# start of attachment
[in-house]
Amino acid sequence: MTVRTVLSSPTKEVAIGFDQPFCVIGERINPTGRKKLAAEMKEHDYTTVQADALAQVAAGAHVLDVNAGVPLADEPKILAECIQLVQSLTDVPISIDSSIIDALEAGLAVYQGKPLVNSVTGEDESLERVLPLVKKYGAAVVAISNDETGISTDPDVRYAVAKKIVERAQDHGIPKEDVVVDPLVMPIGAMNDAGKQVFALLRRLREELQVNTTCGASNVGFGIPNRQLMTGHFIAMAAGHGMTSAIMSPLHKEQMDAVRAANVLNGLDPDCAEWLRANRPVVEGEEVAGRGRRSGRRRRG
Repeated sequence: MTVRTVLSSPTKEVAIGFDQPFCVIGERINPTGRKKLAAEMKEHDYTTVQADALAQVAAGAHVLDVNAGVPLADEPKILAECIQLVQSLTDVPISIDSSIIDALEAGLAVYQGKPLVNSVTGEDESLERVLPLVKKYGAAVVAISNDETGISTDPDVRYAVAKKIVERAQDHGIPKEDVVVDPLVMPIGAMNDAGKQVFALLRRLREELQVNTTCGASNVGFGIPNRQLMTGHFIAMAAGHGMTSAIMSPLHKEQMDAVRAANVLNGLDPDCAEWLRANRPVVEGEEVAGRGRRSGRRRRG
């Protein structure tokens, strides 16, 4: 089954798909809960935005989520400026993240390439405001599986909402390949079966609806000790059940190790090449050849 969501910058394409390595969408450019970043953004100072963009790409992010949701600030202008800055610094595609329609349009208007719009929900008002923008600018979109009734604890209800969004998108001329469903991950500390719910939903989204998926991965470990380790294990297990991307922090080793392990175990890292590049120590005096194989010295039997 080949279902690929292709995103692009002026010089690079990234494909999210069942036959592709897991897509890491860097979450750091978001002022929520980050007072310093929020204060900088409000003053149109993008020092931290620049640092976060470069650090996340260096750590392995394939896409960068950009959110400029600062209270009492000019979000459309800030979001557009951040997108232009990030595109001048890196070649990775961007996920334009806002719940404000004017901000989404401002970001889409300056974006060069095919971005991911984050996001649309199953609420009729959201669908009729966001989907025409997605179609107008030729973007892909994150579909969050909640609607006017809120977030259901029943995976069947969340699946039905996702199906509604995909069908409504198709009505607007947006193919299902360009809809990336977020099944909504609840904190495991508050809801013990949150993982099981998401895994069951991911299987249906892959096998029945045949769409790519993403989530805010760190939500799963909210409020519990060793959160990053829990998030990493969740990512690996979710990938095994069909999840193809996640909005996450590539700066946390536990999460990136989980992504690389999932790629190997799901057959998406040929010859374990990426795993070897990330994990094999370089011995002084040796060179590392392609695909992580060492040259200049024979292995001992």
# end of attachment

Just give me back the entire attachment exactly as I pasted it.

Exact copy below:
[in-house]
Amino acid sequence: MTVRTVLSSPTKEVAIGFDQPFCVIGERINPTGRKKLAAEMKEHDYTTVQADALAQVAAGAHVLDVNAGVPLADEPKILAECIQLVQSLTDVPISIDSSIIDALEAGLAVYQGKPLVNSVTGEDESLERVLPLVKKYGAAVVAISNDETGISTDPDVRYAVAKKIVERAQDHGIPKEDVVVDPLVMPIGAMNDAGKQVFALLRRLREELQVNTTCGASNVGFGIPNRQLMTGHFIAMAAGHGMTSAIMSPLHKEQMDAVRAANVLNGLDPDCAEWLRANRPVVEGEEVAGRGRRSGRRRRG
Repeated sequence: MTVRTVLSSPTKEVAIGFDQPFCVIGERINPTGRKKLAAEMKEHDYTTVQADALAQVAAGAHVLDVNAGVPLADEPKILAECIQLVQSLTDVPISIDSSIIDALEAGLAVYQGKPLVNSVTGEDESLERVLPLVKKYGAAVVAISNDETGISTDPDVRYAVAKKIVERAQDHGIPKEDVVVDPLVMPIGAMNDAGKQVFALLRRLREELQVNTTCGASNVGFGIPNRQLMTGHFIAMAAGHGMTSAIMSPLHKEQMDAVRAANVLNGLDPDCAEWLRANRPVVEGEEVAGRGRRSGRRRRG
């Protein structure tokens, strides 16, 4: 089954798909809960935005989520400026993240390439405001599986909402390949079966609806000790059940190790090449050849 969501910058394409390595969408450019970043953004100072963009790409992010949701600030202008800055610094595609329609349009208007719009929900008002923008600018979109009734604890209800969004998108001329469903991950500390719910939903989204998926991965470990380790294990297990991307922090080793392990175990890292590049120590005096194989010295039997 080949279902690929292709995103692009002026010089690079990234494909999210069942036959592709897991897509890491860097979450750091978001002022929520980050007072310093929020204060900088409000003053149109993008020092931290620049640092976060470069650090996340260096750590392995394939896409960068950009959110400029600062209270009492000019979000459309800030979001557009951040997108232009990030595109001048890196070649990775961007996920334009806002719940404000004017901000989404401002970001889409300056974006060069095919971005991911984050996001649309199953609420009729959201669908009729966001989907025409997605179609107008030729973007892909994150579909969050909640609607006017809120977030259901029943995976069947969340699946039905996702199906509604995909069908409504198709009505607007947006193919299902360009809809990336977020099944909504609840904190495991508050809801013990949150993982099981998401895994069951991911299987249906892959096998029945045949769409790519993403989530805010760190939500799963909210409020519990060793959160990053829990998030990493969740990512690996979710990938095994069909999840193809996640909005996450590539700066946390536990999460990136989980992504690389999932790629190997799901057959998406040929010859374990990426795993070897990330994990094999370089011995002084040796060179590392392609695909992580060492040259200049024979292995001992």